It isn’t by accident that American allies are charting their own course diplomatically, of course. In fact, it is a direct response to their lack of confidence in the United States under the leadership of Donald Trump and his “America First” approach to foreign affairs.
Pacific Basin countries, like Australia for example, are growingly concerned that tensions between the United States and China will force them to have to choose between their economic interests with Beijing and their security arrangements with Washington. European allies, like the U.K., are worried that Mr. Trump’s rejection of numerous international treaties will lead to growing American isolationism, leaving the free world without a clear leader for the first time since World War Two.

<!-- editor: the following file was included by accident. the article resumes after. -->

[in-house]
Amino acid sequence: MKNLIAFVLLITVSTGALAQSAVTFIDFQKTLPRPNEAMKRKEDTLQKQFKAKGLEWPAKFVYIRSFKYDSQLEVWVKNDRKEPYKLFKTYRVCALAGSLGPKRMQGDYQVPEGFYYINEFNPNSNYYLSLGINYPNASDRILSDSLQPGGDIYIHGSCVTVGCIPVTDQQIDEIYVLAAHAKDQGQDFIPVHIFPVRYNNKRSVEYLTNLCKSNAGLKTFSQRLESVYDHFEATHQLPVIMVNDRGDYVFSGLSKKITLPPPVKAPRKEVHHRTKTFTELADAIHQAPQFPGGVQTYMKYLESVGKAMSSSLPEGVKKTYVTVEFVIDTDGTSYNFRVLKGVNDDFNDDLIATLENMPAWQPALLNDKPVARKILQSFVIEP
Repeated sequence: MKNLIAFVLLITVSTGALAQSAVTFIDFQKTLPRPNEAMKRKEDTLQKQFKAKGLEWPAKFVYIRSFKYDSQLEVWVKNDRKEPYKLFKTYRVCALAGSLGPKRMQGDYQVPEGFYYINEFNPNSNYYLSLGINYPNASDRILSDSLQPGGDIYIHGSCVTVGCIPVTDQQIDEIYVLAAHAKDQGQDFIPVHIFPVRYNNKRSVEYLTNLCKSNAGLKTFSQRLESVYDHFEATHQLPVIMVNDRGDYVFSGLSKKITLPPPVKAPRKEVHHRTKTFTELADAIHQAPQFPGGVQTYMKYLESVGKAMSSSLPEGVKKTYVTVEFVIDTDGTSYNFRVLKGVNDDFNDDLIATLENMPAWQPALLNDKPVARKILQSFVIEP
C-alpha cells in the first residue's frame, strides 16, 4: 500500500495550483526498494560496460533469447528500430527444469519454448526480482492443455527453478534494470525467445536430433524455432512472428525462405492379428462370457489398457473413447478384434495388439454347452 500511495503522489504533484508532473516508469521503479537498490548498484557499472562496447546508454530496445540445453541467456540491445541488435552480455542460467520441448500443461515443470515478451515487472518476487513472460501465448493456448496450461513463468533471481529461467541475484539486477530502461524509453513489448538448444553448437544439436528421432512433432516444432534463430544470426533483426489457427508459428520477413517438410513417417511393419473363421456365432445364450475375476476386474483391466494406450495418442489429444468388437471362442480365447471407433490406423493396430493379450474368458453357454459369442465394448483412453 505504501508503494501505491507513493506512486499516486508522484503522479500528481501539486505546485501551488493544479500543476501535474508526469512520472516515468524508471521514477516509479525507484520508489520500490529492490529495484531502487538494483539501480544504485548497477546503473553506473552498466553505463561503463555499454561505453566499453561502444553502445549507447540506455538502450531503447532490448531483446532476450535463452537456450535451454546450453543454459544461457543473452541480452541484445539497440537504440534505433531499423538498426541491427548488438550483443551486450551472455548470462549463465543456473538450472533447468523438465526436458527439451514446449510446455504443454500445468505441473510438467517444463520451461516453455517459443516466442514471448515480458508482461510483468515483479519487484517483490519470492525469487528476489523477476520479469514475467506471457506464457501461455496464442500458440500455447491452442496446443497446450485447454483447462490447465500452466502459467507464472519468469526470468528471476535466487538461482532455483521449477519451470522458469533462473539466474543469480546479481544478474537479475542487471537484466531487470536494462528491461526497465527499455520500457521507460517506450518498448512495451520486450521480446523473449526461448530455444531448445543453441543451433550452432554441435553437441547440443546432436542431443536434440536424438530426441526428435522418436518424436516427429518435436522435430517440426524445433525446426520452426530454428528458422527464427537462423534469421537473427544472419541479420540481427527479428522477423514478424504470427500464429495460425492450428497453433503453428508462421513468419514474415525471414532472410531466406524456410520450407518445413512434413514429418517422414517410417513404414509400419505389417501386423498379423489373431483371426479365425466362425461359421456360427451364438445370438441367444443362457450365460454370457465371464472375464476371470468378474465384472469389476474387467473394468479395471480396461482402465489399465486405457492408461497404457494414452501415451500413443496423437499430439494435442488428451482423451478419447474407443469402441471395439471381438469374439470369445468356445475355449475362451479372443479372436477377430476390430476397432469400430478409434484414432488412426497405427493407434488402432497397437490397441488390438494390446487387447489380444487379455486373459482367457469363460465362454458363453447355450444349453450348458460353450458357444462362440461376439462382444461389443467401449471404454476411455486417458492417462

America Losing Friends
While tensions with America’s European allies started before the current administration took office, relations between the continent and the colonies haven’t been this bad in decades. In fact, positive views of the United States dropped significantly in seven European countries surveyed by Pew Research at the end of Mr. Trump’s second year in the White House.
From the last days of the Obama Administration to the end of 2018 when the poll was taken, positive views of the U.S. dropped by 31% in Netherlands, 27% in Germany, 26% in France and Sweden, 20% in Italy, 17% in Spain, and 11% in the U.K.
Germany’s Forsa Institute for Social Research and Statistical Analysis released a poll in late 2018 that showed 55% of Germans view the United States as a threat to that country, only one point lower than the 56% who see Russia as a danger. (China, despite growing dramatically in both economic and military power, was seen as a threat by only 16% of Germans.) And 72% of Germans now want their country’s foreign policy to be more independent of the United States.